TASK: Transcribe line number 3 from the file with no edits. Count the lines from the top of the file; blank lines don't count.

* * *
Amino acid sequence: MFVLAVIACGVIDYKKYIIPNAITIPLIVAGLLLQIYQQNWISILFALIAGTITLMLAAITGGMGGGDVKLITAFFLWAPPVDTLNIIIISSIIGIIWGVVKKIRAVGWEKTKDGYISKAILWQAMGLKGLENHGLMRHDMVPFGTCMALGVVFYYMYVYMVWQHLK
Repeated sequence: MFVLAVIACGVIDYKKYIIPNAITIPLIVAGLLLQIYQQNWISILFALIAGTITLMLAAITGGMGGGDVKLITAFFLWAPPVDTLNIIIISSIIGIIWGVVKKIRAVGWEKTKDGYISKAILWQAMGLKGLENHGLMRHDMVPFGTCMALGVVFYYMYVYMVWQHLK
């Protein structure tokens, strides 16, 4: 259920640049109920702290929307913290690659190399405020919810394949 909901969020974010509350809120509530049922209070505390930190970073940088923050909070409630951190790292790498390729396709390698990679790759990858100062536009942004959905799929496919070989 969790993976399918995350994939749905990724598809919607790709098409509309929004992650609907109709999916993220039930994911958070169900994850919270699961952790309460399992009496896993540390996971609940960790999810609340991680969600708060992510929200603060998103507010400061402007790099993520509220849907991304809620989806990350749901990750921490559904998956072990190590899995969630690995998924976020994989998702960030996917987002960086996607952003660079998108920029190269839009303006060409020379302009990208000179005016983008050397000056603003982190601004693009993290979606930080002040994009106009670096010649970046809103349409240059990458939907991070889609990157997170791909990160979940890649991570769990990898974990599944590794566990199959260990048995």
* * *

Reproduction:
């Protein structure tokens, strides 16, 4: 259920640049109920702290929307913290690659190399405020919810394949 909901969020974010509350809120509530049922209070505390930190970073940088923050909070409630951190790292790498390729396709390698990679790759990858100062536009942004959905799929496919070989 969790993976399918995350994939749905990724598809919607790709098409509309929004992650609907109709999916993220039930994911958070169900994850919270699961952790309460399992009496896993540390996971609940960790999810609340991680969600708060992510929200603060998103507010400061402007790099993520509220849907991304809620989806990350749901990750921490559904998956072990190590899995969630690995998924976020994989998702960030996917987002960086996607952003660079998108920029190269839009303006060409020379302009990208000179005016983008050397000056603003982190601004693009993290979606930080002040994009106009670096010649970046809103349409240059990458939907991070889609990157997170791909990160979940890649991570769990990898974990599944590794566990199959260990048995």